Robo-signing Settlement Still Has Obstacles

Posted on September 6, 2011

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Axsmith Law on Robo-Sigining Deal

The banks, Bank of America, JPMorganChase, Ally Financial, Wells Fargo, Citigroup, have been offered a possible settlement deal about the robo-signing done to foreclose on homes. Robo-signing is when a document was signed without the signer reading it or ascertaining the truth of its contents, as is required by law. Then that document is used to foreclose on a home. Right now, banks are looking at a lot of costs from their liability related to the robo-signing. Which means they are looking for a deal to get them out of responsibility, or liability, for the robo-signing actions.

The banks are happy, though. This is why:

The settlement offer gives a limited liability to banks for the robo-signing in exchange for billions of dollars. The banks want full immunity. After all, they did break the law. They want full immunity for everything and will not agree to only a partial limit on liability for themselves.

In light of the major lawsuit filed Friday by the boss agency of Fannie Mae and Freddie Mac, the banks are getting a lot of heat for their illegal activities. Their stock prices are falling, and will continue to do so until there is a single number for what they owe.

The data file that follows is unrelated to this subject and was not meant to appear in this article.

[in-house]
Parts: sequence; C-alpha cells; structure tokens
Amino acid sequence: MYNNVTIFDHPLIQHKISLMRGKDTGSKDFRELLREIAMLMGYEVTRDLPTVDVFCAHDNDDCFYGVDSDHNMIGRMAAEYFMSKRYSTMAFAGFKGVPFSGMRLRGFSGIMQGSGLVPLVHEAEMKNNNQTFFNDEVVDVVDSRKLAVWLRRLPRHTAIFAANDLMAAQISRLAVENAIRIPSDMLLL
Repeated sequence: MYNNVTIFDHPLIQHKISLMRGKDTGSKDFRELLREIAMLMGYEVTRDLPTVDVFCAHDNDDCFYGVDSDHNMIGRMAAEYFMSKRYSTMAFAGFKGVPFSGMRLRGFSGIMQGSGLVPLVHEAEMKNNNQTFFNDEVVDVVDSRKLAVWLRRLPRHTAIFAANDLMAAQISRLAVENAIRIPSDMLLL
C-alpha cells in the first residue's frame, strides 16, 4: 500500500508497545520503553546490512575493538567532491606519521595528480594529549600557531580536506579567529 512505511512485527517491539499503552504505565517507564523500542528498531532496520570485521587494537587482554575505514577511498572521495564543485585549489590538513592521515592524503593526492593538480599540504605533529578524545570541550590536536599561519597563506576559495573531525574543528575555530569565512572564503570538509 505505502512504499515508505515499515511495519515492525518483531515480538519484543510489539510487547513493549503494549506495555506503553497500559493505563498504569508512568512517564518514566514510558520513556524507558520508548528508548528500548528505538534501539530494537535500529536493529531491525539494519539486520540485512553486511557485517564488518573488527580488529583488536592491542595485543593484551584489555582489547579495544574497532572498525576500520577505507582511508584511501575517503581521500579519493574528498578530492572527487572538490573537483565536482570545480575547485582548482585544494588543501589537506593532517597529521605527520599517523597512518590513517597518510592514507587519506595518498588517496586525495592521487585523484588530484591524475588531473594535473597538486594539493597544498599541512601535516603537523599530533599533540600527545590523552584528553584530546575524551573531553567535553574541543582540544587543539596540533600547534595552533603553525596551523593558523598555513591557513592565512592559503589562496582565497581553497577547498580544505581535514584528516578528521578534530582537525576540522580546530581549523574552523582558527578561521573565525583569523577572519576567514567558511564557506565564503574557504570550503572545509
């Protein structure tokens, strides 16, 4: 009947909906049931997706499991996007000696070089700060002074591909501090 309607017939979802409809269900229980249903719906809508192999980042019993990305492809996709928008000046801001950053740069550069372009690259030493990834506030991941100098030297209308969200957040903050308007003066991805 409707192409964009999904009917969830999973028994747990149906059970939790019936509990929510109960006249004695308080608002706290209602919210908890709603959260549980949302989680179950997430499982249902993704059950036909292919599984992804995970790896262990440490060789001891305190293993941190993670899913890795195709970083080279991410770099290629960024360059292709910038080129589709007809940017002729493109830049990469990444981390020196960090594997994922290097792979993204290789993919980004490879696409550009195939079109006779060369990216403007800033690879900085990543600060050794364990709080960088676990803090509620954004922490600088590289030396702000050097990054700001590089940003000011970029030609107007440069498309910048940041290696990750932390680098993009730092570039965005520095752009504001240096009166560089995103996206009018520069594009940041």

This is where we get into “too big to fail” again. These banks are not “too big to fail.” No bank is. And the bank negotiators want to make sure none of the bankers go to jail, on top of limiting their liability. That may not happen.

Therein lies the rub, as Shakespeare would say. The bank stock prices will continue to fall until there is a concrete limit on amount owed by the banks. The state Attorneys General want to leave the criminal option open. The bankers don’t want to go to jail and they want to get away with fraud. They are not inclined to agree to anything which means jail time. So, while it may look like agreement is close at hand, it is not. (Thank you AG Schneiderman) That means bank stock prices will continue to fall until they are bought, or pieces of them are chopped off and sold. Voila! The end of too big to fail, since no banks in the world now have the money to one of our huge banks.

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